Welcome to part ni of my L5R series. I had originally meant to talk about setting today, but halfway through I realized I was using concepts that really belonged in the mechanics section, so here we are.
Don't worry, I'll be gentle.
I don't know how many of you do this, but when I pick up a new role-playing game, the first thing I do is go to the back and take a look at the character sheet, because it's a great summation of the game itself. I can see what the designers think is essential information based upon the kind of information on the sheet: where the stats are placed, how big certain sections are, etc. If you are like me in that regard, you can look at a PDF of the character sheet here.
Now if you haven't been living in a cave for the past 15 years, when I tell you that L5R uses 10-sided dice you'll probably have a very good idea of how this game plays because, yes, it's quite similar to Vampire in that it's a stat + skill kind of game. What's different is how those rolls are made. L5R's core mechanic is what's known as "Roll and Keep", in which you roll your stat+skill but only keep your stat. I think this is very nifty because your skill rating gives you more dice to choose from, or "breadth" if you will, but your stat dictates the "depth" of your roll.
Let's say you want to hack someone into pieces with your Katana. That's an Agility + Kenjutsu roll. Let's say that you're what I like to call "heroically average" and have a 3 in both. In that case, you will roll 6 dice (3 for Agility and 3 for Kenjutsu) but you only keep 3 for your Agility. You roll 6 dice and get the following: 3, 5, 8, 8, 9, 10. Since you only keep three dice, you will in all likelihood choose 8, 9, and 10.
But oh! You rolled a 10, and in this game, tens explode, meaning you roll that die again and add 10 to it. If it rolls another 10, then it explodes again, meaning you can get some really heroic rolls. (Or some really gruesome damage totals, because tens explode there, too; you could conceivably kill someone in one hit with a lucky enough roll.) But in this example, when I re-roll it I get a three, which means my total is 13.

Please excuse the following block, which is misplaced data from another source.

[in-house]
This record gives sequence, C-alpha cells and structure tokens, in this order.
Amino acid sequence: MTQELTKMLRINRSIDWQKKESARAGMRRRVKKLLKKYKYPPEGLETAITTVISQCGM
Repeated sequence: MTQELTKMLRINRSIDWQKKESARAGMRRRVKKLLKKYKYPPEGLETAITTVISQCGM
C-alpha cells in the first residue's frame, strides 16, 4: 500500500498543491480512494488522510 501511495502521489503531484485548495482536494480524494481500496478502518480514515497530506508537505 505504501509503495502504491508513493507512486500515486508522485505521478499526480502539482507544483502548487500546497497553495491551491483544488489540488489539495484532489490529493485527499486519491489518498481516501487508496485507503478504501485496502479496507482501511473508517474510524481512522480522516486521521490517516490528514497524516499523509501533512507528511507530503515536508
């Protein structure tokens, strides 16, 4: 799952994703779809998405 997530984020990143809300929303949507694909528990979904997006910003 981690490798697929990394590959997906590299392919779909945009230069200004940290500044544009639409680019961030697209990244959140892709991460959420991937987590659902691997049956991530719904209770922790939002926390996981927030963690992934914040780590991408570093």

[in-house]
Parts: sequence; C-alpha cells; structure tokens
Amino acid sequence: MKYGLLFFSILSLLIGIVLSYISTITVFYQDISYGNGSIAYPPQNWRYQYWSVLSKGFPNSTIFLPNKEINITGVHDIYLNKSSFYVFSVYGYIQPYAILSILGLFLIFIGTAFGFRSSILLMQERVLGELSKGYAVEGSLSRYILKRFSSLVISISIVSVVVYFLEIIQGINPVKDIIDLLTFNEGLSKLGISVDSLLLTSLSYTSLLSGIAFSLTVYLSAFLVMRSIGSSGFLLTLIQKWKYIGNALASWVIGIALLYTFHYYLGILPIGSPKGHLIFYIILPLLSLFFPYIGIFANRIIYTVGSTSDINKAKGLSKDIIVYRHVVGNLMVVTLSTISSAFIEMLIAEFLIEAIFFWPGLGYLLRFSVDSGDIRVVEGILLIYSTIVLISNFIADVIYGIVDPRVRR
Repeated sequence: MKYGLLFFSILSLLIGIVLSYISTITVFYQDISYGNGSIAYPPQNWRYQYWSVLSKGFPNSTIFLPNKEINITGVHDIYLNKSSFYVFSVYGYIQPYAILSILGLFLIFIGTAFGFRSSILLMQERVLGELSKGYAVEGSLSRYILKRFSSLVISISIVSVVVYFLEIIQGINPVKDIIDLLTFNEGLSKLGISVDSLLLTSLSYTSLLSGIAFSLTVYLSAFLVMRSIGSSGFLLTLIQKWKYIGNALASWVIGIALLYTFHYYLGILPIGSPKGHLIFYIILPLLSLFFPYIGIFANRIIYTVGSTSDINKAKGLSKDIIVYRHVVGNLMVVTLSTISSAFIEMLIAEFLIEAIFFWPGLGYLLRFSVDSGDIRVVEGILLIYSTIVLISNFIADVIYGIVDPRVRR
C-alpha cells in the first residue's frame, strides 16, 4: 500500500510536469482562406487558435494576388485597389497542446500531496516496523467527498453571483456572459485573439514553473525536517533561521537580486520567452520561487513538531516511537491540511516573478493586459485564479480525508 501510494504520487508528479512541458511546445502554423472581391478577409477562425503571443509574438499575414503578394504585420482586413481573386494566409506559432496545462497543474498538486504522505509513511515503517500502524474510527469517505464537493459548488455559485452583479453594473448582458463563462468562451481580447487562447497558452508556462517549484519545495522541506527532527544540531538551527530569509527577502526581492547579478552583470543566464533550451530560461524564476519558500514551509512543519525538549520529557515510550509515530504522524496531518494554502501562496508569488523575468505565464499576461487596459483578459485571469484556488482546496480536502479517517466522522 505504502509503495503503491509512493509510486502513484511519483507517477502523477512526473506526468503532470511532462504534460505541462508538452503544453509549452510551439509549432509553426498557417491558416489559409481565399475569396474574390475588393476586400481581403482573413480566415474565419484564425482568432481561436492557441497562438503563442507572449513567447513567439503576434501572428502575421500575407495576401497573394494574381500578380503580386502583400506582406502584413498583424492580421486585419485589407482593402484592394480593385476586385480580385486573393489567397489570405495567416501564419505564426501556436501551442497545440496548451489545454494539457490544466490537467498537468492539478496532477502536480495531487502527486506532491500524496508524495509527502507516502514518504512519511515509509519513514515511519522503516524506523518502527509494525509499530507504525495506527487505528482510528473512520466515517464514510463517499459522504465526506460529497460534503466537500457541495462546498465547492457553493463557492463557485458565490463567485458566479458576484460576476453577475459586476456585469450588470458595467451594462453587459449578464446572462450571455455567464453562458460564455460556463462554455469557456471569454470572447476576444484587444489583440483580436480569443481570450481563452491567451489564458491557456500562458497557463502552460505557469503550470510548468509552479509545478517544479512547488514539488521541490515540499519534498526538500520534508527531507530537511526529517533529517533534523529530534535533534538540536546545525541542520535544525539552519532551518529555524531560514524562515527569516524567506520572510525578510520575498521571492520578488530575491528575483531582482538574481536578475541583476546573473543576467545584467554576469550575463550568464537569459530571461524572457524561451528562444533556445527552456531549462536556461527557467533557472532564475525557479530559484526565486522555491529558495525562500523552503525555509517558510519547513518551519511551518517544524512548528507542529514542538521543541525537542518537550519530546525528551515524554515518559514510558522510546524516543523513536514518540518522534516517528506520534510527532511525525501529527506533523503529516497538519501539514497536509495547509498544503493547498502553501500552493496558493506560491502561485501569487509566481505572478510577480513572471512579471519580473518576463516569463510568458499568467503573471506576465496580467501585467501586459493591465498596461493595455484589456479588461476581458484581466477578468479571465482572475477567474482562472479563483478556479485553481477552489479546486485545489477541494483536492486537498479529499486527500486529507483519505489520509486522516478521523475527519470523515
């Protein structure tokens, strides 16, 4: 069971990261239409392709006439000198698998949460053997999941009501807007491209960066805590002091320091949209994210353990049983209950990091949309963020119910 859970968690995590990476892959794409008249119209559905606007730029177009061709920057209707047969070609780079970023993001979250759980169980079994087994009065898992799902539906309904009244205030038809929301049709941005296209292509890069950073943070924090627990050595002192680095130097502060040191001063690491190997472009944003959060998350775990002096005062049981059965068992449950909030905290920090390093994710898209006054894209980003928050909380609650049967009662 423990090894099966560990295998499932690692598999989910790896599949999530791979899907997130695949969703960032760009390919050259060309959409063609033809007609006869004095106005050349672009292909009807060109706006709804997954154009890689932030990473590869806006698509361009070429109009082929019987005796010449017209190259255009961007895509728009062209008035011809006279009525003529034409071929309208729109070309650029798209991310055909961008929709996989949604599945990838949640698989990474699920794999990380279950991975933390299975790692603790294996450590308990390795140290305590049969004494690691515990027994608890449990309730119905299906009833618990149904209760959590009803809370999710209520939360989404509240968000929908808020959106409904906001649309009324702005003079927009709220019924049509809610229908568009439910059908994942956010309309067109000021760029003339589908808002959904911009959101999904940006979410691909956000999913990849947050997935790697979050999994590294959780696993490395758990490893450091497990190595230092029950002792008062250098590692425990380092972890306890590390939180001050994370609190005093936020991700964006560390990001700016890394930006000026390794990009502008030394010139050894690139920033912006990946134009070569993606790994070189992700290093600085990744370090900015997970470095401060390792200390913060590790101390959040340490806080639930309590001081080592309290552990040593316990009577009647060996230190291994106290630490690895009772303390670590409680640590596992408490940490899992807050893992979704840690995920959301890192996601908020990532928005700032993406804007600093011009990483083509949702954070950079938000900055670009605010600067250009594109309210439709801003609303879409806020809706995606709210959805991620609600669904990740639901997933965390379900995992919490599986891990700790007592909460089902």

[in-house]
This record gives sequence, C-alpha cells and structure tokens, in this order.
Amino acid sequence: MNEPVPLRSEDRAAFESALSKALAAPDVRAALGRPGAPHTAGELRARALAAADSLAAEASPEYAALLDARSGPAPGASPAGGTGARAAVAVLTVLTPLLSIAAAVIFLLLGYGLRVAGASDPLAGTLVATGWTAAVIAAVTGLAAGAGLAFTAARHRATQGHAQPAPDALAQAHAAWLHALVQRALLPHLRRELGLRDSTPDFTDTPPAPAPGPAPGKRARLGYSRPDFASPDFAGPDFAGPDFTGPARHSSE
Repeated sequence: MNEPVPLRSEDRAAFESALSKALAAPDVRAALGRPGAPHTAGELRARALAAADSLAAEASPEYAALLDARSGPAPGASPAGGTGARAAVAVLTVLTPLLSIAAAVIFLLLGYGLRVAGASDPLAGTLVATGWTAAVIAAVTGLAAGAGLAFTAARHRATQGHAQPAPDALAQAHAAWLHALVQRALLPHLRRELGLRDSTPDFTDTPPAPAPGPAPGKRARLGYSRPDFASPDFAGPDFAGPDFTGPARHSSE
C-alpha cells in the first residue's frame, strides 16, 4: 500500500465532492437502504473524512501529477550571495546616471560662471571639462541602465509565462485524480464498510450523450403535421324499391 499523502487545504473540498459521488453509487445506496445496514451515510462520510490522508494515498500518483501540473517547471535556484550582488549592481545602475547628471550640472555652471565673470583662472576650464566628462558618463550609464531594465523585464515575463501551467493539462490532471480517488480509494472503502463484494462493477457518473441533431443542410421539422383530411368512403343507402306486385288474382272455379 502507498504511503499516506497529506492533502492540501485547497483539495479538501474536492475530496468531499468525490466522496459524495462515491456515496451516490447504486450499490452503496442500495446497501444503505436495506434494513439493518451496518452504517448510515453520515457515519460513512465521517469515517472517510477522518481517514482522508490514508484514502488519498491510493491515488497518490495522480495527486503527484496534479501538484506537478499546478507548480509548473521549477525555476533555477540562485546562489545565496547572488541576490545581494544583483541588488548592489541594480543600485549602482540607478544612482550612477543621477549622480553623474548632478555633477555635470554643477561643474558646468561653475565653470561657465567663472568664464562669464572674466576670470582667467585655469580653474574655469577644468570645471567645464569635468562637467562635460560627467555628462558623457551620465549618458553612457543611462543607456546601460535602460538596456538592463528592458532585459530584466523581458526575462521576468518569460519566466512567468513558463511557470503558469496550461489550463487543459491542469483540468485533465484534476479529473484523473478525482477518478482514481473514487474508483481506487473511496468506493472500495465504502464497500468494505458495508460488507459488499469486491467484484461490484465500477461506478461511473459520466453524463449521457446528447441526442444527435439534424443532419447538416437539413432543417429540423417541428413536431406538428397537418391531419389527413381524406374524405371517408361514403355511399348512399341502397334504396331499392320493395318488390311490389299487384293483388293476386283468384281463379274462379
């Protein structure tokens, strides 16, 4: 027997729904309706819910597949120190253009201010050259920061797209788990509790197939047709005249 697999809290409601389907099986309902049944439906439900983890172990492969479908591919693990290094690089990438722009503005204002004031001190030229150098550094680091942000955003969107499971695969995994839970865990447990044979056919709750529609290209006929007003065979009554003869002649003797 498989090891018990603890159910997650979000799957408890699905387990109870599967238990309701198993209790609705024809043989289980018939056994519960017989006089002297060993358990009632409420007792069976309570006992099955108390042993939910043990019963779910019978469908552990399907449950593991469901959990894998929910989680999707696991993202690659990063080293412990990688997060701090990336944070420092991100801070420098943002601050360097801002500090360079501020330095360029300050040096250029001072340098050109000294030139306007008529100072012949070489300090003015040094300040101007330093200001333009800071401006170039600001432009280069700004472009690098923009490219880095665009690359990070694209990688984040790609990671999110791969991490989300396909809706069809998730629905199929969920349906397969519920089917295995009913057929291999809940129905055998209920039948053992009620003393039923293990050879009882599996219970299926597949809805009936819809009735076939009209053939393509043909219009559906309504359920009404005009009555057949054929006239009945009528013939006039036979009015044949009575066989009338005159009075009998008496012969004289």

So! 13+ 9+ 8= 30, which is quite a good roll. The base difficulty for most skill uses is 15, but when it comes to combat, 20s and 25s are usually the norm.
There are only two other things you need to know. First, if you really need to succeed, you can spend a Void Point, which is measured by -- you guessed it -- your Void stat. A Void point can do many, many things in this game, but its biggest use is in a skill roll. By spending a Void point (and you can only spend 1 per roll), you can roll and keep an additional die. Wow!
Second-- and this is where it gets complicated, so if you want to know more you'll have to buy the book -- you can call a number of Raises on your roll. A Raise increases your difficulty number by 5, but if you succeed, you have a greater or more complete success. In effect, you're stating, "I can hit a 15 with no problem, but I want to do this with style and grace, so I'm going to bet that I can hit a 25." Raises can be used to execute difficult maneuvers, perform called shots, deal more damage in combat, or perform multiple actions in a single round.
That's the basics of the game system. If I've forgotten anything, I'll certainly feel foolish when I bring it up later, but for now I feel like I've blathered on enough as it is.
Tomorrow, I hope to cover the basics of the setting.
The Fine Print
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